All About Them Ladies

Arrowverse 2018/2019 Season: Week 25

Although I thought all the superhero shows were off this week, apparently I was mistaken. Arrow and The Flash both make surprise (for me) returns this week, so those are the shows we'll focus on.

Arrow: Season 7

That said, Doom Patrol also had a fantastic episode this week, which we'll cover a bit in the notes below, so if you have time to watch at least three episodes this week, give that one a whirl as well.

Arrow, Season 7, Episode 18: Lost Canary

This episode is all about the ladies. Early in the episode Oliver and Diggle go off to have a (largely off-screen) adventure tracking down the killer of Emiko Queen's mother, nicely extracting themselves from the A-plot of the story. That means all the characters left are ladies (since Wild Dog doesn't show up a tall), and this reveals just how many women are regulars on Arrow at this point. It's pretty awesome.

In "Lost Canary" Earth-2 Laurel Lance, who has been serving as Star City D.A. on Earth-1 in place of her dead doppelganger, finds herself on the other end of the law after she's framed for a murder. Laurel-2 then reverts to her old Black Siren persona, going on a criminal spree with an old acquaintance (who made so small an impression on me I can't remember her name). This leaves Dinah, Felicity, and Sarah Lance (popping in from a break over at Legends of Tomorrow) to track down Laurel and either convince her to give up being a criminal and aid them in clearing her name or, if that fails, taking Laurel down once and for all.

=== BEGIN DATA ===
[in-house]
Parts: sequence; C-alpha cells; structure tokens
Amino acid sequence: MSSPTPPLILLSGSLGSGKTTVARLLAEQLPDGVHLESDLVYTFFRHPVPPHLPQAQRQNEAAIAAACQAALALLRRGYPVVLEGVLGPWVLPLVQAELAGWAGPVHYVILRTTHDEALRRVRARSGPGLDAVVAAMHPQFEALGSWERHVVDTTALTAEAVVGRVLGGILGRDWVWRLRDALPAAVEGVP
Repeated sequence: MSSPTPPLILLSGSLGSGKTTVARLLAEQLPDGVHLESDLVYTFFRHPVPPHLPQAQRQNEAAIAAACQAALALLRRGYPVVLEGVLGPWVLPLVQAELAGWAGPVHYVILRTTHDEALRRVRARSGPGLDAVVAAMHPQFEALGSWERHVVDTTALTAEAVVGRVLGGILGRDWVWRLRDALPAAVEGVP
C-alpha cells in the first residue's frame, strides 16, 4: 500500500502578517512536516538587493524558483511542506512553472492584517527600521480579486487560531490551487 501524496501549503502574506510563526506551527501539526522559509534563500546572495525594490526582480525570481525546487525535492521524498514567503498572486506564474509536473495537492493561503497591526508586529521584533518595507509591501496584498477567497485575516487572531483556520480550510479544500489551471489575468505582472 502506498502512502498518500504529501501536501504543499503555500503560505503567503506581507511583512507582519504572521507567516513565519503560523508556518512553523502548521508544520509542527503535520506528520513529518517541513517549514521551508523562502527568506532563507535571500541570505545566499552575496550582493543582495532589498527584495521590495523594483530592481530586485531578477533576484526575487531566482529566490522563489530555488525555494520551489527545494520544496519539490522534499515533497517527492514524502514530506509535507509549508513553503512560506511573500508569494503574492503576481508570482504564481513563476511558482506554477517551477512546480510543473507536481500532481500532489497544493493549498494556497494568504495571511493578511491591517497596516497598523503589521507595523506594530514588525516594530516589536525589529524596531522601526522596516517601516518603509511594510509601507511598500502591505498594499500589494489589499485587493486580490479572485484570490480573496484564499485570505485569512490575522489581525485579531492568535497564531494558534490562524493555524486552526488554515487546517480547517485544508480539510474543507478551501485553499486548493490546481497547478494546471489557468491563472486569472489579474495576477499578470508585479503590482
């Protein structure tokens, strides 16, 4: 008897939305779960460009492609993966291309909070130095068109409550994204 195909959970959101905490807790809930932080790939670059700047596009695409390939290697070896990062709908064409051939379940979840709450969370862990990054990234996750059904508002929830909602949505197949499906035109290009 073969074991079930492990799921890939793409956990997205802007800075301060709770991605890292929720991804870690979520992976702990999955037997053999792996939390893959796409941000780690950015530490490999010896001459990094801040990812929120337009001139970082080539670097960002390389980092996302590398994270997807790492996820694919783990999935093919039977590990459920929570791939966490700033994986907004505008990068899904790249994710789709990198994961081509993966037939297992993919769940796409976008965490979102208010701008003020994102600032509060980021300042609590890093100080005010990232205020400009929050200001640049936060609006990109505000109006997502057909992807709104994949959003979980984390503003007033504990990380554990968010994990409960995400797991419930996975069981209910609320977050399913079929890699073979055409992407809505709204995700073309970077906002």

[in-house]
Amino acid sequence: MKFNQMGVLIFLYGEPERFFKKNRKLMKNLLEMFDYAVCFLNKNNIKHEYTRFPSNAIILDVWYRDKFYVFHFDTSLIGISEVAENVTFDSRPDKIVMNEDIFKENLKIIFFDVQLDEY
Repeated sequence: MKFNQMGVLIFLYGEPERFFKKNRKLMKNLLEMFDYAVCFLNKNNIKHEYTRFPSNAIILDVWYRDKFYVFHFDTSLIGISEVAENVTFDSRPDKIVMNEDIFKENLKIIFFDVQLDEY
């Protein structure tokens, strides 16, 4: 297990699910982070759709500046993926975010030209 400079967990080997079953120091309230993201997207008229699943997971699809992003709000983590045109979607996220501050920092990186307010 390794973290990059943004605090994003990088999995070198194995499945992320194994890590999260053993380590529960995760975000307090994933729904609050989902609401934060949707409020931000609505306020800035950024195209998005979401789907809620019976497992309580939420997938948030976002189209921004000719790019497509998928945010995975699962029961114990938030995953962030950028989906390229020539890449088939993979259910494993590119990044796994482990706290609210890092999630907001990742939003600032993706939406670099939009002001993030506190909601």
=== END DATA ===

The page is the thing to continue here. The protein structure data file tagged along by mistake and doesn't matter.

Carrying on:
It's a simple plot, but maybe a little too simple. It's fair to say that the storytelling on Arrow is not as good as it used to be. While this show hasn't ever really gotten past the soap operatic tendencies it started with, there have been a few solid seasons of the show. That time, though, is long past the show and this most recent season has been pretty tedious over all. What stories we're getting are largely following the same beats of previous seasons -- a villain that starts off as a friend of Oliver before revealing themselves to be an evil archer who stands diametrically opposed to Oliver and wants to ruin him at any cost -- and even interesting one-off episodes, like this one, can't really rise above the rut the show is stuck in.

With this story, it's obvious that the show isn't going to kill off Laurel/Black Siren. If they wanted Laurel dead they would have left her dead after the Earth-1 version died back in Season 4. Instead, they found a way to bring a version of the character back, and then make her a series regular again. What they didn't do, though, was make this new version of the character compelling. Actress Katie Cassidy Rodgers has never really been that strong on the show, and she seems really out of her depth playing an evil version of the character. It's always felt half-hearted, something the show and felt as well about the character. Instead of giving us a really interesting, in-depth look at a villain trying to reform it's instead been like a light switch, evil one moment and good the next, without any nuance.